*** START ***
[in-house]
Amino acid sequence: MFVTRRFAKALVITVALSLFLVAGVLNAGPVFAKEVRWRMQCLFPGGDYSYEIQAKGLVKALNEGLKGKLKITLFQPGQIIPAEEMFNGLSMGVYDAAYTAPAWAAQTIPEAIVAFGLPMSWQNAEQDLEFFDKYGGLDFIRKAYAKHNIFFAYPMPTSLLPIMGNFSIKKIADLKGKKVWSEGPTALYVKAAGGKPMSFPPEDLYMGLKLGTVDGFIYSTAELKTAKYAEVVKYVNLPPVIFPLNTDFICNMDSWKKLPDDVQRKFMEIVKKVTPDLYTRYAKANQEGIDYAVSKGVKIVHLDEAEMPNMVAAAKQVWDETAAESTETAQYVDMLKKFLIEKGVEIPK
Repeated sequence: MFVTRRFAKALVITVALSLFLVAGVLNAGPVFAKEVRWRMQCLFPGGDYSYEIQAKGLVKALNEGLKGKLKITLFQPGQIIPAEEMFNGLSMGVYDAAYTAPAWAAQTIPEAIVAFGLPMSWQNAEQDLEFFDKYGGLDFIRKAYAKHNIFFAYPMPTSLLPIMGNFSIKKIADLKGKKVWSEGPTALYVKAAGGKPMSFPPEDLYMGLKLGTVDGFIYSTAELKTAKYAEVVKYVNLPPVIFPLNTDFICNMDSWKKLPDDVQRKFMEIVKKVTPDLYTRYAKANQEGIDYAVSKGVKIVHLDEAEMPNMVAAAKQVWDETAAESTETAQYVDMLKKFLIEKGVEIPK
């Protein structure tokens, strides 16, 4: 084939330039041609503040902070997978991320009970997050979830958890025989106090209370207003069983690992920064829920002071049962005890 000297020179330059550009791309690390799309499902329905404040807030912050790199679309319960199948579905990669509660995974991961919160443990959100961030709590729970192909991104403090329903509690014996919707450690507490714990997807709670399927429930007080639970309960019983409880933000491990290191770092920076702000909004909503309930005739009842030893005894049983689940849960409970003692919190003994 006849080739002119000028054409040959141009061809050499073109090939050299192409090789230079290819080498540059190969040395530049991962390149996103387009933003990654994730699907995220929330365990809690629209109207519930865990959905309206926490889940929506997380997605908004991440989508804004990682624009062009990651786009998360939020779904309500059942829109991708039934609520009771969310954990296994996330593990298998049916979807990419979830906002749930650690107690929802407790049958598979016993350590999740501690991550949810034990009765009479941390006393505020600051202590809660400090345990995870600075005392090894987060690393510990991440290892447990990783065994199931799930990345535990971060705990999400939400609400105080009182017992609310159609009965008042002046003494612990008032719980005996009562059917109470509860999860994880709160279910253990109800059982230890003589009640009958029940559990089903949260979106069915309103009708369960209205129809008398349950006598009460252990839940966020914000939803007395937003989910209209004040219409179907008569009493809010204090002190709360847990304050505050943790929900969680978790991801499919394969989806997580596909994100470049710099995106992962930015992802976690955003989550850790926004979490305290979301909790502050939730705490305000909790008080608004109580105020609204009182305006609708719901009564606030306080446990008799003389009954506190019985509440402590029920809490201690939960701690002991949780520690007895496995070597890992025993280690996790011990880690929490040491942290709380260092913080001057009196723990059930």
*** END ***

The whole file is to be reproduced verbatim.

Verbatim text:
[in-house]
Amino acid sequence: MFVTRRFAKALVITVALSLFLVAGVLNAGPVFAKEVRWRMQCLFPGGDYSYEIQAKGLVKALNEGLKGKLKITLFQPGQIIPAEEMFNGLSMGVYDAAYTAPAWAAQTIPEAIVAFGLPMSWQNAEQDLEFFDKYGGLDFIRKAYAKHNIFFAYPMPTSLLPIMGNFSIKKIADLKGKKVWSEGPTALYVKAAGGKPMSFPPEDLYMGLKLGTVDGFIYSTAELKTAKYAEVVKYVNLPPVIFPLNTDFICNMDSWKKLPDDVQRKFMEIVKKVTPDLYTRYAKANQEGIDYAVSKGVKIVHLDEAEMPNMVAAAKQVWDETAAESTETAQYVDMLKKFLIEKGVEIPK
Repeated sequence: MFVTRRFAKALVITVALSLFLVAGVLNAGPVFAKEVRWRMQCLFPGGDYSYEIQAKGLVKALNEGLKGKLKITLFQPGQIIPAEEMFNGLSMGVYDAAYTAPAWAAQTIPEAIVAFGLPMSWQNAEQDLEFFDKYGGLDFIRKAYAKHNIFFAYPMPTSLLPIMGNFSIKKIADLKGKKVWSEGPTALYVKAAGGKPMSFPPEDLYMGLKLGTVDGFIYSTAELKTAKYAEVVKYVNLPPVIFPLNTDFICNMDSWKKLPDDVQRKFMEIVKKVTPDLYTRYAKANQEGIDYAVSKGVKIVHLDEAEMPNMVAAAKQVWDETAAESTETAQYVDMLKKFLIEKGVEIPK
């Protein structure tokens, strides 16, 4: 084939330039041609503040902070997978991320009970997050979830958890025989106090209370207003069983690992920064829920002071049962005890 000297020179330059550009791309690390799309499902329905404040807030912050790199679309319960199948579905990669509660995974991961919160443990959100961030709590729970192909991104403090329903509690014996919707450690507490714990997807709670399927429930007080639970309960019983409880933000491990290191770092920076702000909004909503309930005739009842030893005894049983689940849960409970003692919190003994 006849080739002119000028054409040959141009061809050499073109090939050299192409090789230079290819080498540059190969040395530049991962390149996103387009933003990654994730699907995220929330365990809690629209109207519930865990959905309206926490889940929506997380997605908004991440989508804004990682624009062009990651786009998360939020779904309500059942829109991708039934609520009771969310954990296994996330593990298998049916979807990419979830906002749930650690107690929802407790049958598979016993350590999740501690991550949810034990009765009479941390006393505020600051202590809660400090345990995870600075005392090894987060690393510990991440290892447990990783065994199931799930990345535990971060705990999400939400609400105080009182017992609310159609009965008042002046003494612990008032719980005996009562059917109470509860999860994880709160279910253990109800059982230890003589009640009958029940559990089903949260979106069915309103009708369960209205129809008398349950006598009460252990839940966020914000939803007395937003989910209209004040219409179907008569009493809010204090002190709360847990304050505050943790929900969680978790991801499919394969989806997580596909994100470049710099995106992962930015992802976690955003989550850790926004979490305290979301909790502050939730705490305000909790008080608004109580105020609204009182305006609708719901009564606030306080446990008799003389009954506190019985509440402590029920809490201690939960701690002991949780520690007895496995070597890992025993280690996790011990880690929490040491942290709380260092913080001057009196723990059930």